In the majority of cases, trigeminal neuralgia is a unilateral condition with ultra-short stabbing pain located along one or more branches of the trigeminal nerve. The pain is often triggered by stimuli such as chewing, washing of the face, speech and tooth-brushing. Trigeminal neuralgia is primarily caused by compression of the nerve near its origin at the pons. The treatment consists primarily of prophylactic pharmacological treatment with anti-epileptics. In case of insufficient effect or unacceptable side effects, neurosurgical treatment using microvascular decompression or lesion treatment should be considered.

Hormones and migraine

This section describes the particular conditions associated with migraine in relation to menstruation, hormonal treatment, pregnancy and breast-feeding.

Diagnosis

Menstrual migraine is defined as migraine attacks occurring on the first menstrual day ± 2 days in a minimum of two out of three menstrual cycles [1]. Menstruation is defined as endometrial haemorrhage associated with either a normal menstrual cycle or discontinuation of added female sex hormone, e.g. from oestrogen-containing contraceptive pills and cyclic hormone therapy.

The overwhelming majority of women also have migraine attacks at points in time that are unrelated to their menstrual cycle. In such cases, migraine is classified as menstrually related migraine. If attacks occur exclusively in connection with menstrual periods, the condition is defined as pure menstrual migraine.

Background

The occurrence of migraine is associated with the menstrual cycle. This is particularly pronounced for migraine without aura [67]. Migraine is equally frequent in pre-adolescent girls and boys, but approximately three times as many women as men have migraine after puberty. Migraine may be triggered by a sudden drop in the oestrogen level, but only if the level has previously remained high for several days [68]. This explains why migraine occurs more frequently at menstrual periods and less frequently during pregnancy. There is, however, no certain association with ovulation. Around menopause, some women experience an aggravation of their migraine [69]. After menopause, both the incidence [70] and the prevalence [71] of migraine decrease.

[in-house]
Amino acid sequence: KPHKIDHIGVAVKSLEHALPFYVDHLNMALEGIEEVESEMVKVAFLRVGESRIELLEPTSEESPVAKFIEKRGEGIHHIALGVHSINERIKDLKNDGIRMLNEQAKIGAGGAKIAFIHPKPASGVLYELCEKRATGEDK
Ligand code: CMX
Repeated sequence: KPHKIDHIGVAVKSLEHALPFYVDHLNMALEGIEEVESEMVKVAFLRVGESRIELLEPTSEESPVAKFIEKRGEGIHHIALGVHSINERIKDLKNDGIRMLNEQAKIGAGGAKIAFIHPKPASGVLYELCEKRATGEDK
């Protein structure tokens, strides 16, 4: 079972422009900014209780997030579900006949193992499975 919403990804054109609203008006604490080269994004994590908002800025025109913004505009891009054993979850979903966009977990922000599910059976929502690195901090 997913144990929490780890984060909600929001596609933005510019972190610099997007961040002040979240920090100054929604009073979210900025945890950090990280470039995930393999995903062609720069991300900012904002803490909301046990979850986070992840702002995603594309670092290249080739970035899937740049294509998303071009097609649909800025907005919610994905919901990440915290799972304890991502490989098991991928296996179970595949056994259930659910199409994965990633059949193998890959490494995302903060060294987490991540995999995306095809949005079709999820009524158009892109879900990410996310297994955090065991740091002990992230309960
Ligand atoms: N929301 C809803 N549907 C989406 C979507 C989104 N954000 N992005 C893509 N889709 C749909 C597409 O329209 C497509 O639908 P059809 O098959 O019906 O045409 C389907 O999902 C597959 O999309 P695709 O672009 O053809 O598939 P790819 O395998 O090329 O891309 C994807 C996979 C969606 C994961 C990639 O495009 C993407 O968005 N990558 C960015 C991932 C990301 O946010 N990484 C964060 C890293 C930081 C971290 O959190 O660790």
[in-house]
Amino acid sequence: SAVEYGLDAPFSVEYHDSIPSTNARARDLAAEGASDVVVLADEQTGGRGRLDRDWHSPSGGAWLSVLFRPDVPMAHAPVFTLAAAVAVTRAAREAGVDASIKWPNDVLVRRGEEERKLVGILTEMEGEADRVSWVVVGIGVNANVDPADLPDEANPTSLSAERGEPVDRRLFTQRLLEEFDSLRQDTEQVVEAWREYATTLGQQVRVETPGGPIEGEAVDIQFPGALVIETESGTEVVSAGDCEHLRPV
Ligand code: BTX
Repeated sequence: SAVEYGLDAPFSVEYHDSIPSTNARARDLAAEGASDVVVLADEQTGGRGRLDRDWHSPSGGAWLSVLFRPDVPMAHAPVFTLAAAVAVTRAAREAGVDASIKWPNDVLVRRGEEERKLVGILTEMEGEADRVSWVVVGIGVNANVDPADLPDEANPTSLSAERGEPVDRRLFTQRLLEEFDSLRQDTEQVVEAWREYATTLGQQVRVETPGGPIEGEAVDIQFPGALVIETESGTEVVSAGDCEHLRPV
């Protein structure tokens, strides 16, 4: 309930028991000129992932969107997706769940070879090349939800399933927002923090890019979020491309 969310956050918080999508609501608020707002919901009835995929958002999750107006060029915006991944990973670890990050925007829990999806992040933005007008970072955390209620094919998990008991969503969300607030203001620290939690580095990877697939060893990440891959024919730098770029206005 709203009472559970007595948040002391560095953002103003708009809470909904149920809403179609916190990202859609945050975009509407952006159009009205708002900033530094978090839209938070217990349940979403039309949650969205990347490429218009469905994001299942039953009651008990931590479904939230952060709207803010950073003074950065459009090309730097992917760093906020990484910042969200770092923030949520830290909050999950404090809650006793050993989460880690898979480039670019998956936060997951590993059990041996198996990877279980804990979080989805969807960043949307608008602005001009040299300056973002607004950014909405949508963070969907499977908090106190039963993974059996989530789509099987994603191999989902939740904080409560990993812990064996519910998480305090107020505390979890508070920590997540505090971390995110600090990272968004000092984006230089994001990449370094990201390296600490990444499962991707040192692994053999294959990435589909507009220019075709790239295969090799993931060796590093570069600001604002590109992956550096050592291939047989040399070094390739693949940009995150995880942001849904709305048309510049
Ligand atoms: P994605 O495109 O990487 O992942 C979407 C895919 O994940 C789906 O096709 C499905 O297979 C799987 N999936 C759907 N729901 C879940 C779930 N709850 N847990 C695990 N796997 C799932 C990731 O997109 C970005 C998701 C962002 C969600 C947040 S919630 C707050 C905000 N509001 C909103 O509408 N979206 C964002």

Specific risk factors

The risk of cerebral infarction is approximately doubled in women with migraine with aura compared with the background population. If these women are under 45 years and are smokers or take oestrogen-containing contraceptive pills, the risk is considerably higher. As cerebral infarction occurs rarely in young persons, it is difficult to quantify the increase in relative risk [72]. However, it is now considered a fact that young women who have migraine with aura are at an increased risk of cerebral infarction. It is important to put this into perspective, as the absolute risk of cerebral infarction remains small in young women with migraine (18 cases per 100,000 female years).

In one study, an overweight of cardiovascular risk factors was found in patients with migraine [73], but the causes of the increased risk of cerebral infarction in women with migraine with aura remain unknown. Women above 45 years of age with migraine without aura do not have an increased risk of cerebral infarction [74]. Migraine with aura is thus a risk factor for cerebral infarction in women, and the risk is more pronounced in women below 45 years of age who are smokers and who take oestrogen-containing contraceptive pills [75]. In women suffering from migraine with aura it is essential, to the extent possible, to reduce other known and modifiable risk factors for cardiovascular disease (hypertension, hypercholesterolaemia, smoking, etc.) [76]. Contraceptive measures without systemic oestrogen contents should be used [1, 6, 7]. However, most experts do not consider that oestrogen-containing contraceptive pills are an absolute contraindication if there are substantial reasons to choose these [77]. For such treatment, contraceptive pills with the lowest possible oestrogen contents should be used, and the patient should be informed of the increased risk. Hormonal contraceptives only containing progesterone do not increase the risk of cerebral infarction [78]. Young women who have migraine with aura are strongly encouraged not to smoke. Women who have migraine with aura should be informed that they have a slightly increased risk of a blood clot in the brain, but that the risk is very limited if no other risk factors exist and if they abstain from smoking and from taking oestrogen-containing contraceptive pills. Consequently, for the overwhelming majority of these patients, migraine is a benign if bothersome condition with a good prognosis.